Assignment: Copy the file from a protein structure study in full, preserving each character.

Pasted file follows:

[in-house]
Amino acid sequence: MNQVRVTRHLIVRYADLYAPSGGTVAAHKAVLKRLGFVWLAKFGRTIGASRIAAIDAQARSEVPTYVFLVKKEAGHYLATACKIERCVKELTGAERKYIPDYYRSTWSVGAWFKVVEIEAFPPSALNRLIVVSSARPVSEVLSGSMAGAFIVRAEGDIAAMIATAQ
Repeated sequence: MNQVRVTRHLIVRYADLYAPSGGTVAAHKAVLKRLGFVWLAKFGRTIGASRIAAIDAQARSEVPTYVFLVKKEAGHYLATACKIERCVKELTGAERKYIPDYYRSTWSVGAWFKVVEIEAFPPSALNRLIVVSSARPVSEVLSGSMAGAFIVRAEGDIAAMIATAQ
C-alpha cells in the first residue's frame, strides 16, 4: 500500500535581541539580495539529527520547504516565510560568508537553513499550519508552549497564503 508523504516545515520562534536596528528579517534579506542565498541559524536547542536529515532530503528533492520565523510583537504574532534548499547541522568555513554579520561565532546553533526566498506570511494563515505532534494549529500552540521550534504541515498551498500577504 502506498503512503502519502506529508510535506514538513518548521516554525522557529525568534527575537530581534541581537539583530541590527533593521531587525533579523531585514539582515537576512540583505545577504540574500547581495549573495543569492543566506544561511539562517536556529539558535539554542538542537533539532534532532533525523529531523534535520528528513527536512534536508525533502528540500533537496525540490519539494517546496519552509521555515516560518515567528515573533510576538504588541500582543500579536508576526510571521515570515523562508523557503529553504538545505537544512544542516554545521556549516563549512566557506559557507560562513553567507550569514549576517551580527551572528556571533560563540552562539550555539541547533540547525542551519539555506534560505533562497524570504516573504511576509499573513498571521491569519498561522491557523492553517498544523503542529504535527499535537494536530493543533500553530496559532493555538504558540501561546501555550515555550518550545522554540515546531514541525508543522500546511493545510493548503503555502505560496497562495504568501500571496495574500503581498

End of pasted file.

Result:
[in-house]
Amino acid sequence: MNQVRVTRHLIVRYADLYAPSGGTVAAHKAVLKRLGFVWLAKFGRTIGASRIAAIDAQARSEVPTYVFLVKKEAGHYLATACKIERCVKELTGAERKYIPDYYRSTWSVGAWFKVVEIEAFPPSALNRLIVVSSARPVSEVLSGSMAGAFIVRAEGDIAAMIATAQ
Repeated sequence: MNQVRVTRHLIVRYADLYAPSGGTVAAHKAVLKRLGFVWLAKFGRTIGASRIAAIDAQARSEVPTYVFLVKKEAGHYLATACKIERCVKELTGAERKYIPDYYRSTWSVGAWFKVVEIEAFPPSALNRLIVVSSARPVSEVLSGSMAGAFIVRAEGDIAAMIATAQ
C-alpha cells in the first residue's frame, strides 16, 4: 500500500535581541539580495539529527520547504516565510560568508537553513499550519508552549497564503 508523504516545515520562534536596528528579517534579506542565498541559524536547542536529515532530503528533492520565523510583537504574532534548499547541522568555513554579520561565532546553533526566498506570511494563515505532534494549529500552540521550534504541515498551498500577504 502506498503512503502519502506529508510535506514538513518548521516554525522557529525568534527575537530581534541581537539583530541590527533593521531587525533579523531585514539582515537576512540583505545577504540574500547581495549573495543569492543566506544561511539562517536556529539558535539554542538542537533539532534532532533525523529531523534535520528528513527536512534536508525533502528540500533537496525540490519539494517546496519552509521555515516560518515567528515573533510576538504588541500582543500579536508576526510571521515570515523562508523557503529553504538545505537544512544542516554545521556549516563549512566557506559557507560562513553567507550569514549576517551580527551572528556571533560563540552562539550555539541547533540547525542551519539555506534560505533562497524570504516573504511576509499573513498571521491569519498561522491557523492553517498544523503542529504535527499535537494536530493543533500553530496559532493555538504558540501561546501555550515555550518550545522554540515546531514541525508543522500546511493545510493548503503555502505560496497562495504568501500571496495574500503581498